The Tenth Doctor: a Character Study


• born from love

We first meet the Tenth Doctor just after a crucial juncture in the Doctor’s overall characterization, particularly the defining guilt that he’s been carrying in his Ninth incarnation about his final action in the Time War, namely the destruction of Gallifrey for the sake of all creation (proof of the veracity of this action here: x). Nine finally absolved himself from the mass murder he committed by choosing to be a coward, and not to kill so many lives again. It was at this point he absorbed the Time Vortex from Rose Tyler, to save her life, and regenerated. It’s been said that the Tenth Doctor was born out of love, and I believe that’s true. The Doctor did love Rose, and it was her love and care for him which directly aided him in recovering from the hardened, vengeful soul he had grown into because of the Time War. It was her love, and her humanity that changed his worldview on the human race, from “stupid apes” (Nine) to people “full of potential” (Ten). The reason he raves about the splendor of humanity the moment he emerges in his new body in “Christmas Invasion” is a direct result of the humanizing influence of the woman who changed his life. The Tenth Doctor is very vulnerable, and malleable by the people he cares about. Rose made him human, and that trend would continue with each companion he meets, until that very vulnerability opens his heart so much that it is hurt almost irreversibly after he loses everyone he loves at “Journey’s End.”

• rude and not ginger

Ten was at first ruder than the self he became later, part of the hangover from his ninth regeneration. When he chided Rose for not trusting him post-regeneration, he remarked: “Is that what I am, rude and not ginger?” (“Christmas Invasion”). It’s his Nine-self that was rude, his Ten-self that was beginning to see that that kind of attitude wasn’t the most ideal. Nine was quite rude and often insulting of humanity, and if they acted stupid he wasn’t afraid to call them out, and that attitude itself was a result of the bitterness inside of him due to the Time War. Ten shared the cocky streak of Nine, but it was tempered a lot by his own renewed amazement with life around him, and the humanizing influence of his companions, as well as by the continual losses he faced throughout his regeneration.

Ten was more carefree than Nine, and compared to his later self, Ten was sometimes less aware of the importance of people around him (such as Mickey Smith, who had never measured up to his respect when he first met him in his ninth regeneration). The Doctor with Rose was a tad less mature and a bit less responsible, and could afford to have fun. He was loose, spontaneous, innocent, wide-eyed, and in some ways, naive about the human consequences of his life. He’s almost willfully put off thinking about them, such as his relationship with Rose, taking in the joy of it without thinking about her home life. That lack of foresight comes back to bite him in “Doomsday,” when he loses Rose permanently.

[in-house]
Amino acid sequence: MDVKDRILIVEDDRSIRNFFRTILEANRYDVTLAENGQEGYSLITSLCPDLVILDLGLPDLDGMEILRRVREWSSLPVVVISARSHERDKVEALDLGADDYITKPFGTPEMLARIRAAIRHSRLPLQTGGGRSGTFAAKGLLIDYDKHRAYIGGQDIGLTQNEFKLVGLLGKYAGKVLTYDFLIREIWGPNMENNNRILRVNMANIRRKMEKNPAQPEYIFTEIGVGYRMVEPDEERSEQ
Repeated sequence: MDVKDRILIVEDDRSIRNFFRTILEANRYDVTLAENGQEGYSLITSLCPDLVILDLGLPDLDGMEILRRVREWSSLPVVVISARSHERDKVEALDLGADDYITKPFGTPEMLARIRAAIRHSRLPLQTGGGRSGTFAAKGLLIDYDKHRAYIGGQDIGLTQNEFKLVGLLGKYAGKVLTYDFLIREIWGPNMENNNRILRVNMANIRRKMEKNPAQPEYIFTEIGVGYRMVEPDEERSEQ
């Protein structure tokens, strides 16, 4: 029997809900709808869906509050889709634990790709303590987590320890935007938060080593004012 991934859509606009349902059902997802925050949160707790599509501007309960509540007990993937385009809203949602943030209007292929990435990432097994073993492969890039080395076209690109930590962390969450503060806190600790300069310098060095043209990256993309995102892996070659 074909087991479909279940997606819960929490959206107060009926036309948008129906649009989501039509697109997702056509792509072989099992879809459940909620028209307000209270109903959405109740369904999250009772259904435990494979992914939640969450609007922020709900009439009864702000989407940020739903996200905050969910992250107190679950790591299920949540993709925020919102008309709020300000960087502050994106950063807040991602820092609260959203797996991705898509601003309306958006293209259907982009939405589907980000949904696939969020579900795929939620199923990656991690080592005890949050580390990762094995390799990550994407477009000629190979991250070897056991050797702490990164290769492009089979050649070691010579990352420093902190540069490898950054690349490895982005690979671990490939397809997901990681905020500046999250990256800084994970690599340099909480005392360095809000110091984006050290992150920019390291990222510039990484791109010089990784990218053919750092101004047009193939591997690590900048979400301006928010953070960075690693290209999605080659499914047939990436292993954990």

The Doctor knows he can’t have a companion with him forever. “School Reunion” offers chilling insight into the dark truth he believes about his life. When confronted with his lifestyle of leaving companions behind in the past, he painfully states the truth to Rose: “You can spend the rest of your life with me, but I can’t spend the rest of mine with you.” He doesn’t want to watch the people he loves wither and die, and it’s that horror he avoids when he leaves people behind. It’s the fact of his existence, and it’s a truth he is pained to admit, but doesn’t want to think about. At one point (“Army of Ghosts”) he asks Rose how long she’d stay with him, just because he wants to hear her say, “Forever.” He wants to believe the fantasy, because he liked it, and it didn’t hurt. But at “Doomsday” he realizes he’s grown so close to Rose that she’d choose him over her own family and her own life at home on earth. And that, as beautiful as it is, as much as the Doctor does love to see that she loves him enough to do that, that kind of sacrifice is something the Doctor hates for someone to do, because now he realized that in just having fun, he created something irreversible in Rose. He created a love that is fierce and loyal, a love that chains her to him and prevents her from having the happy life that he wished he could have, a happy life that she deserves, the life of getting up at 2 am, picking up a taxi, going to work (paraphrasing Nine), a life day after day, “the one adventure I could never have” (“Doomsday”). He knows how much Rose needs her family and her way of life, based on a revelatory conversation in “Impossible Planet.” It’s that very humble, everyday, stupid life the Tenth Doctor longs for himself, so to see someone give that up for him… is horrific. Because at his heart, the Tenth Doctor doesn’t believe he’s worth that kind of sacrifice. At “Doomsday,” the Tenth Doctor realized he took her life, and taking life is the Tenth Doctor’s greatest guilt. He lives in the shadow of Rose for the rest of his incarnation, and with Martha and Donna, he tries to believe she’s having a happy life, because if she isn’t, then his own moral conscience would condemn him forever.


• a rose by any other name